There were many reform movements in the first half of the 19th century to push America towards a more democratic society. These reform movements advanced many aspects of American society, government, economy, and the livelihood of the citizens. These reforms include religious movements, women’s rights movements, and movements to improve education all were a step toward a more democratic society. Although many of them failed at the time such as women’s rights movements others flourished with dramatic affect on the betterment of America such as movements to improve education and religion.
Education had been put aside for many years, mostly for the poor families, of the U.S. Education need to be accessible to the masses even to poor land owners and frontier families. The educated men of the country, mostly the government, was getting somewhat frustrated because people picked a strong, pretty face, good morale background, candidates for their presidents. The problem was the most of the American people only saw the mask not the man and choose accordingly. Horace Mann became the father of education with honorable mention to Noah Webster for his dictionary. Free public schooling became accessible to poor land owners and frontier families. At first the teachers were priest because most of the universities and first schools were founded to study god and the spirit of him within the common man. Now they were teaching literature, math, and sciences this started to get the brains of our young Americans wondering. Although Men became dominate, as always, at first in this profession but they soon realized that women took better care of the children.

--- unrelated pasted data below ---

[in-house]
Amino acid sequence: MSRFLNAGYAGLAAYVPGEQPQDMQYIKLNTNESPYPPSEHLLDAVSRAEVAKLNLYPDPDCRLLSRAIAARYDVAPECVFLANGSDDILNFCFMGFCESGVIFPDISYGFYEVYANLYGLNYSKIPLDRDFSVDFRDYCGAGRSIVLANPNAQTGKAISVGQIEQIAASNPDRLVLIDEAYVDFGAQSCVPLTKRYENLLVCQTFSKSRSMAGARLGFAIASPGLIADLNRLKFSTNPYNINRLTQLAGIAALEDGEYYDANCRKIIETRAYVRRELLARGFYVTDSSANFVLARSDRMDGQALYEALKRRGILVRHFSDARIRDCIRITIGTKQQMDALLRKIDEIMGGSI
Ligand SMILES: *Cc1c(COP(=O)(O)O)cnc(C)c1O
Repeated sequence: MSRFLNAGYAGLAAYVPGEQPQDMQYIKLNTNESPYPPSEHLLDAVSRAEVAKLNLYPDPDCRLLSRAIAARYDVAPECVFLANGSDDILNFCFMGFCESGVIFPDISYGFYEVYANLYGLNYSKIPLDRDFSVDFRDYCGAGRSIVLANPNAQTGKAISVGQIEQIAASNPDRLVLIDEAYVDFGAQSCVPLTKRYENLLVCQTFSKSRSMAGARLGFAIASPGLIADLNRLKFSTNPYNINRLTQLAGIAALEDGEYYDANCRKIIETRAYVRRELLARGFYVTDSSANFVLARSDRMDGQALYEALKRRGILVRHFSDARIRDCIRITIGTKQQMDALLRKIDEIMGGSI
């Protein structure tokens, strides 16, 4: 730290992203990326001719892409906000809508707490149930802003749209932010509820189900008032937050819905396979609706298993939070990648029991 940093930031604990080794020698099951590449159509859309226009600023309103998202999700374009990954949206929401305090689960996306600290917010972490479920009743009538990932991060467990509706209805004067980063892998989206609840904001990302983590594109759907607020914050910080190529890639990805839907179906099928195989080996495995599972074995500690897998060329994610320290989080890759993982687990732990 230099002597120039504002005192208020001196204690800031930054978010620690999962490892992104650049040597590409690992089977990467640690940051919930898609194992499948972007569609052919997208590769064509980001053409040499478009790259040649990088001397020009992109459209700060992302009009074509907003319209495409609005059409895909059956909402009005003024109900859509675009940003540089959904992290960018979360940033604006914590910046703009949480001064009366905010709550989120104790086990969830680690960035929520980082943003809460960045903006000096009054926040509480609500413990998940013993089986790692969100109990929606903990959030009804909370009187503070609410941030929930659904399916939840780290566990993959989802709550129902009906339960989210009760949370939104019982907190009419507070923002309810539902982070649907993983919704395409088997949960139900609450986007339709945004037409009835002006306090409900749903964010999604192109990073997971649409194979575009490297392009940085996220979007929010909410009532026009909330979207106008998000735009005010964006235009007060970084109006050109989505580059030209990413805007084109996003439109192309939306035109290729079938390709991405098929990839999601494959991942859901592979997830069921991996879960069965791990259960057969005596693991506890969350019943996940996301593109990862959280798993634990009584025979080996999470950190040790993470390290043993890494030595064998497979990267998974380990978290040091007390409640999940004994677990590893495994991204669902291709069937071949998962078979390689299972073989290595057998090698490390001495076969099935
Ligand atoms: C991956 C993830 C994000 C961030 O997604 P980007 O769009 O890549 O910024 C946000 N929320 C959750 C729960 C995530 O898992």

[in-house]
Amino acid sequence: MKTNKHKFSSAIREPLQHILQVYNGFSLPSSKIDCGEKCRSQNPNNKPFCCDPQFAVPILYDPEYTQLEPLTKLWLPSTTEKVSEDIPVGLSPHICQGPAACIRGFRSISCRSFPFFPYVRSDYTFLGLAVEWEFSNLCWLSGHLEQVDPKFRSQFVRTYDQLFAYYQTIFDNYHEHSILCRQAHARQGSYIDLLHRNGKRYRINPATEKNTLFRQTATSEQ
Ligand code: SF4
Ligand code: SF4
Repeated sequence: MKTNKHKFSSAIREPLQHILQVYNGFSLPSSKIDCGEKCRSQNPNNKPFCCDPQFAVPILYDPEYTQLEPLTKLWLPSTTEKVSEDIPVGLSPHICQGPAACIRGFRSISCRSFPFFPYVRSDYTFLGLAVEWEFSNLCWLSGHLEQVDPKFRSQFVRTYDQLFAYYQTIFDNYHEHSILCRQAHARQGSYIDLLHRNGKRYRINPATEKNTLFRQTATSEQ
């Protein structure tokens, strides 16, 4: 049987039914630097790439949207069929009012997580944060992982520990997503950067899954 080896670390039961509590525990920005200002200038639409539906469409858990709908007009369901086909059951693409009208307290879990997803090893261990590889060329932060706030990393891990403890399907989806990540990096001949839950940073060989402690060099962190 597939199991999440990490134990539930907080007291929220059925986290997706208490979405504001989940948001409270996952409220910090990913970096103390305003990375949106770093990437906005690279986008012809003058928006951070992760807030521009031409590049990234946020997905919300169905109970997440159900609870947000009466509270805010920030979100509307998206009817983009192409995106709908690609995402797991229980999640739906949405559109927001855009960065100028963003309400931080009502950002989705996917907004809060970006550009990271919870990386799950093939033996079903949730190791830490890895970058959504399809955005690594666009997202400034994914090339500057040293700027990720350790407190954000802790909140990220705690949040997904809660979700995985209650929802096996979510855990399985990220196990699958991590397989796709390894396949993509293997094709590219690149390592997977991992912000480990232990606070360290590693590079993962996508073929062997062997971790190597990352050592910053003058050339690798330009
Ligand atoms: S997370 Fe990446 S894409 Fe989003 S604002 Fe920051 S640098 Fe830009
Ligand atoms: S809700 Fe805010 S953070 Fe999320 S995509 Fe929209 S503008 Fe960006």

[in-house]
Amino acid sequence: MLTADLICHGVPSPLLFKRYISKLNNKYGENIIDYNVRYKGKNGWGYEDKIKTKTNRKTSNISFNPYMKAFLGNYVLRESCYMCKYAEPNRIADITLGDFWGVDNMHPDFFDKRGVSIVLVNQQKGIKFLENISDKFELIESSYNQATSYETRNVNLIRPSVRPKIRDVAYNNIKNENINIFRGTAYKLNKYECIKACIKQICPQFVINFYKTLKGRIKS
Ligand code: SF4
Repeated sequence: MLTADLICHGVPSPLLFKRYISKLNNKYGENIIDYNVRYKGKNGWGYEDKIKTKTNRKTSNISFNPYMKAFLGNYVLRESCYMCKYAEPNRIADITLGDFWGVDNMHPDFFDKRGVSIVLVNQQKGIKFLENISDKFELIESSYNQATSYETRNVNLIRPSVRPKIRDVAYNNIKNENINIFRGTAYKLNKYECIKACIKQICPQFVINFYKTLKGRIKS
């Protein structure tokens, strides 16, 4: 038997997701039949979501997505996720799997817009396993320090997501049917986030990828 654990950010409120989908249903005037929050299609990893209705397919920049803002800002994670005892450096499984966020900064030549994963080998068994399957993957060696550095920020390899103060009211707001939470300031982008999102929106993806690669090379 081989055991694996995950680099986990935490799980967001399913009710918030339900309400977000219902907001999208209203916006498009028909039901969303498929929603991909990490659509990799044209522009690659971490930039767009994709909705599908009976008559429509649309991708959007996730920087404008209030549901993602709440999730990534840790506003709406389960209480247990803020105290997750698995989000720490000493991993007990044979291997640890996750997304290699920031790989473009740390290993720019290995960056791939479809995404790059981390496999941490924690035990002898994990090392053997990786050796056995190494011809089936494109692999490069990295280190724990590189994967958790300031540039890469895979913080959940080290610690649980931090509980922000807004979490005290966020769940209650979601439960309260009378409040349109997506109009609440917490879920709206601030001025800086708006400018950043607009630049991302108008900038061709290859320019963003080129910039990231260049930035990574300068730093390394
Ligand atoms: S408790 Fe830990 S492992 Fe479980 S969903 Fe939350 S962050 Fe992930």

Women in the society of the nineteenth century were looking to break the convention of the “stay at home mother”. There want for more freedom, rights, and independency show itself in the many movements that women were at the forefront of. The abolition of slavery, improvements in education for everyone, and asylum reform became some of their top interests. This was a way to get out of the house, get into the public scene, and to improve the world there husbands lived and worked. Many of them were successful in doing so such as Elizabeth Clay Stanton who was at the forefront in advancing women’s rights. The problem was that many moments that they were behind soon became law except for their own rights. Slavery was abolished after the Civil War and education had become accessible to everyone. The women had spent too much time funding and backing other reforms that they forgot about themselves as women often do.
With the second Great Awakening at the forefront of the first half of the 19th century many religious denominations sprang up